Hall B, Dembinski J, Sasser AK, Studeny M, Andreeff M, Marini F. Mesenchymal stem cells in cancer: tumor-associated fibroblasts and cell-based delivery vehicles. Int J Hematol. 2007;86(1):8–16.


Nakamizo A, Marini F, Amano T, et al. Human bone marrow-derived mesenchymal stem cells in the treatment of gliomas. Cancer Res. 2005;65(8):3307–3318.


Lee DH, Ahn Y, Kim SU, et al. Targeting rat brainstem glioma using human neural stem cells and human mesenchymal stem cells. Clin Cancer Res. 2009;15(15):4925–4934.


Nakamura K, Ito Y, Kawano Y, et al. Antitumor effect of genetically engineered mesenchymal stem cells in a rat glioma model. Gene Ther. 2004;11(14):1155–1164.


Hu CC, Ji HM, Chen SL, et al. Investigation of a plasmid containing a novel immunotoxin VEGF165-PE38 gene for antiangiogenic therapy in a malignant glioma model. Int J Cancer. 2010;127(9): 2222–2229.


Sun XL, Xu ZM, Ke YQ, Hu CC, Wang SY, Ling GQ. Molecular targeting of malignant glioma cells with an EphA2-specific immunotoxin delivered by human bone marrow-derived mesenchymal stem cells. Cancer Lett. 2011;312(1):168–177.


Hu CC, Ke YQ, Sun XL, et al. Human mesenchymal stem cells-like cells as cellular vehicles for delivery of immunotoxin in vitro. Biotechnol Lett. 2009;31(2):181–189.


The National Academies Press. Guide for the care and use of laboratory animals. Washington, DC: The National Academies Press; 1996. Available from: Accessed May 14, 2015.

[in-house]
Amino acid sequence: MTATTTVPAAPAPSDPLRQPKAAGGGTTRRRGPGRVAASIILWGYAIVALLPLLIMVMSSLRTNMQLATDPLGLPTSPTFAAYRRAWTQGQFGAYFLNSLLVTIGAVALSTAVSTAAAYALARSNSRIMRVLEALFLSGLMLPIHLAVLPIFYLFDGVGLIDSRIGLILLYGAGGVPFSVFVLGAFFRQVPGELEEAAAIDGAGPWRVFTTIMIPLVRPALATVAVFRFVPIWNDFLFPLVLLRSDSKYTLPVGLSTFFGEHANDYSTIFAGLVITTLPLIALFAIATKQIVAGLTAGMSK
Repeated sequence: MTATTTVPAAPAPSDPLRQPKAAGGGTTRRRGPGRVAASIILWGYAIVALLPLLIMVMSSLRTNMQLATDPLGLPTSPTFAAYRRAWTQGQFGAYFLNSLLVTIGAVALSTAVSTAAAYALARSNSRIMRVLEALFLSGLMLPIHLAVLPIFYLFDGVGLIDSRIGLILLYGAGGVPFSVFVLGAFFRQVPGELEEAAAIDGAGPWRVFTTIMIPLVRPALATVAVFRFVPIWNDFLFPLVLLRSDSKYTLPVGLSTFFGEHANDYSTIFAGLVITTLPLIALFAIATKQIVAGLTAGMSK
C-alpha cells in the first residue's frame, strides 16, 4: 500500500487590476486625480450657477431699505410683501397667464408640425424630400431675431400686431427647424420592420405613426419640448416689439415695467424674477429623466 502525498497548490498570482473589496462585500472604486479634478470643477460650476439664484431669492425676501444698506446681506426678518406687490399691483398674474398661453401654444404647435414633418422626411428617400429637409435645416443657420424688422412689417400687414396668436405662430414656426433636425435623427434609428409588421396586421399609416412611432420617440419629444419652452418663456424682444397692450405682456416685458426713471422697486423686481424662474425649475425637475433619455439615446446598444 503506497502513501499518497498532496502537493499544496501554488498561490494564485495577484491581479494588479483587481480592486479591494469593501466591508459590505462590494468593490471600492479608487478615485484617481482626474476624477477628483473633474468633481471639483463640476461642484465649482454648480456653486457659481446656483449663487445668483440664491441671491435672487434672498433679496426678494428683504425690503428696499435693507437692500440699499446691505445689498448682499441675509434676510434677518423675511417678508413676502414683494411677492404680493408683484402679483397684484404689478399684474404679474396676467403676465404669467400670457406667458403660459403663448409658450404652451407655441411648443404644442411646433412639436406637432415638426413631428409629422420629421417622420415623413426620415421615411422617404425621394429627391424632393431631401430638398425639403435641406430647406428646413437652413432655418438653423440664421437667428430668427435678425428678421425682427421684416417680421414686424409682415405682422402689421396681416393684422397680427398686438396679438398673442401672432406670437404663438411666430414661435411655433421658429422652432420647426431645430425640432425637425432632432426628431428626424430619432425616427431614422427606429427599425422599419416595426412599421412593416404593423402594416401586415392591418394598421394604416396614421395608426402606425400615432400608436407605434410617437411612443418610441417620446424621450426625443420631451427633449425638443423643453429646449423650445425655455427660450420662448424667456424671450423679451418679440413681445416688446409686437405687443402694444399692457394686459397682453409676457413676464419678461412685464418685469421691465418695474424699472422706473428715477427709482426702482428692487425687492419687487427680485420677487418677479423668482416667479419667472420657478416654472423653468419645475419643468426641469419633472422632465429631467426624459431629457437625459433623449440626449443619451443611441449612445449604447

Ellis LM, Hicklin DJ. VEGF-targeted therapy: mechanisms of anti-tumour activity. Nat Rev Cancer. 2008;8(8):579–591.


Hatano M, Eguchi J, Tatsumi T, et al. EphA2 as a glioma-associated antigen: a novel target for glioma vaccines. Neoplasia. 2005;7(8): 717–722.


Kreitman RJ, Pastan I. Importance of the glutamate residue of KDEL in increasing the cytotoxicity of Pseudomonas exotoxin derivatives and for increased binding to the KDEL receptor. Biochem J. 1995;307(Pt 1):29–37.


Wen PY, Kesari S. Malignant gliomas in adults. N Engl J Med. 2008;359(5):492–507.


Bergers G, Hanahan D. Modes of resistance to anti-angiogenic therapy. Nat Rev Cancer. 2008;8(8):592–603.


van der Schaft DW, Hillen F, Pauwels P, et al. Tumor cell plasticity in Ewing sarcoma, an alternative circulatory system stimulated by hypoxia. Cancer Res. 2005;65(24):11520–11528.


Sharma N, Seftor RE, Seftor EA, et al. Prostatic tumor cell plasticity involves cooperative interactions of distinct phenotypic subpopulations: role in vasculogenic mimicry. Prostate. 2002;50(3):189–201.


Shirakawa K, Wakasugi H, Heike Y, et al. Vasculogenic mimicry and pseudo-comedo formation in breast cancer. Int J Cancer. 2002;99(6):821–828.


Zhang S, Zhang D, Sun B. Vasculogenic mimicry: current status and future prospects. Cancer Lett. 2007;254(2):157–164.


Zhang M, Drummen GP, Luo S. Anti-insulin-like growth factor-IIP3 DNAzymes inhibit cell proliferation and induce caspase-dependent apoptosis in human hepatocarcinoma cell lines. Drug Des Devel Ther. 2013;7:1089–1102.

Creative Commons License This work is published and licensed by Dove Medical Press Limited. The full terms of this license are available at and incorporate the Creative Commons Attribution - Non Commercial (unported, v3.0) License. By accessing the work you hereby accept the Terms. Non-commercial uses of the work are permitted without any further permission from Dove Medical Press Limited, provided the work is properly attributed. For permission for commercial use of this work, please see paragraphs 4.2 and 5 of our Terms.

Download Article [PDF]